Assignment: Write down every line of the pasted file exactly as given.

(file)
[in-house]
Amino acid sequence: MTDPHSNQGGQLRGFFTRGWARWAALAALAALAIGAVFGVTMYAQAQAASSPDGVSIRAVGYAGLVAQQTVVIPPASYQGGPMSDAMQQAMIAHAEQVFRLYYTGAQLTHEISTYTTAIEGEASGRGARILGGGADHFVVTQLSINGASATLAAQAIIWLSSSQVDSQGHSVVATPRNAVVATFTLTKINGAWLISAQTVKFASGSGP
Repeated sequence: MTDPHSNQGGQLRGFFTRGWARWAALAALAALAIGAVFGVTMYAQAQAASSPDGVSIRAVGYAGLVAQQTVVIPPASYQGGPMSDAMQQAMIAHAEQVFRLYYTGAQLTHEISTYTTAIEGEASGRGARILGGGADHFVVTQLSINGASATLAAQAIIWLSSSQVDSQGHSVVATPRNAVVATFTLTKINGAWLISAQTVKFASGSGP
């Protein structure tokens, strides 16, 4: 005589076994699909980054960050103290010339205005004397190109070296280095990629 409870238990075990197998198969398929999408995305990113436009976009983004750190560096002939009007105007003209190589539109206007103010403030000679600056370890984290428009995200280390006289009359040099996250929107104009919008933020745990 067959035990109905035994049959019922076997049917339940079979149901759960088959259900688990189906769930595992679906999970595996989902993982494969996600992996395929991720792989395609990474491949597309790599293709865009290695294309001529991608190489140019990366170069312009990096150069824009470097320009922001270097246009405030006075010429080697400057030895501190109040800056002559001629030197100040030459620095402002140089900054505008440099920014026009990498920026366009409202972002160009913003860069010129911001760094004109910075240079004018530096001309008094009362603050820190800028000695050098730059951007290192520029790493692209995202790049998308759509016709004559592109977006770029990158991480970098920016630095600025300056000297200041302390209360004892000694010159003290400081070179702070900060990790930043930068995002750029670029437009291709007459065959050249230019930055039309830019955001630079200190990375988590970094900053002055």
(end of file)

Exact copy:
[in-house]
Amino acid sequence: MTDPHSNQGGQLRGFFTRGWARWAALAALAALAIGAVFGVTMYAQAQAASSPDGVSIRAVGYAGLVAQQTVVIPPASYQGGPMSDAMQQAMIAHAEQVFRLYYTGAQLTHEISTYTTAIEGEASGRGARILGGGADHFVVTQLSINGASATLAAQAIIWLSSSQVDSQGHSVVATPRNAVVATFTLTKINGAWLISAQTVKFASGSGP
Repeated sequence: MTDPHSNQGGQLRGFFTRGWARWAALAALAALAIGAVFGVTMYAQAQAASSPDGVSIRAVGYAGLVAQQTVVIPPASYQGGPMSDAMQQAMIAHAEQVFRLYYTGAQLTHEISTYTTAIEGEASGRGARILGGGADHFVVTQLSINGASATLAAQAIIWLSSSQVDSQGHSVVATPRNAVVATFTLTKINGAWLISAQTVKFASGSGP
């Protein structure tokens, strides 16, 4: 005589076994699909980054960050103290010339205005004397190109070296280095990629 409870238990075990197998198969398929999408995305990113436009976009983004750190560096002939009007105007003209190589539109206007103010403030000679600056370890984290428009995200280390006289009359040099996250929107104009919008933020745990 067959035990109905035994049959019922076997049917339940079979149901759960088959259900688990189906769930595992679906999970595996989902993982494969996600992996395929991720792989395609990474491949597309790599293709865009290695294309001529991608190489140019990366170069312009990096150069824009470097320009922001270097246009405030006075010429080697400057030895501190109040800056002559001629030197100040030459620095402002140089900054505008440099920014026009990498920026366009409202972002160009913003860069010129911001760094004109910075240079004018530096001309008094009362603050820190800028000695050098730059951007290192520029790493692209995202790049998308759509016709004559592109977006770029990158991480970098920016630095600025300056000297200041302390209360004892000694010159003290400081070179702070900060990790930043930068995002750029670029437009291709007459065959050249230019930055039309830019955001630079200190990375988590970094900053002055």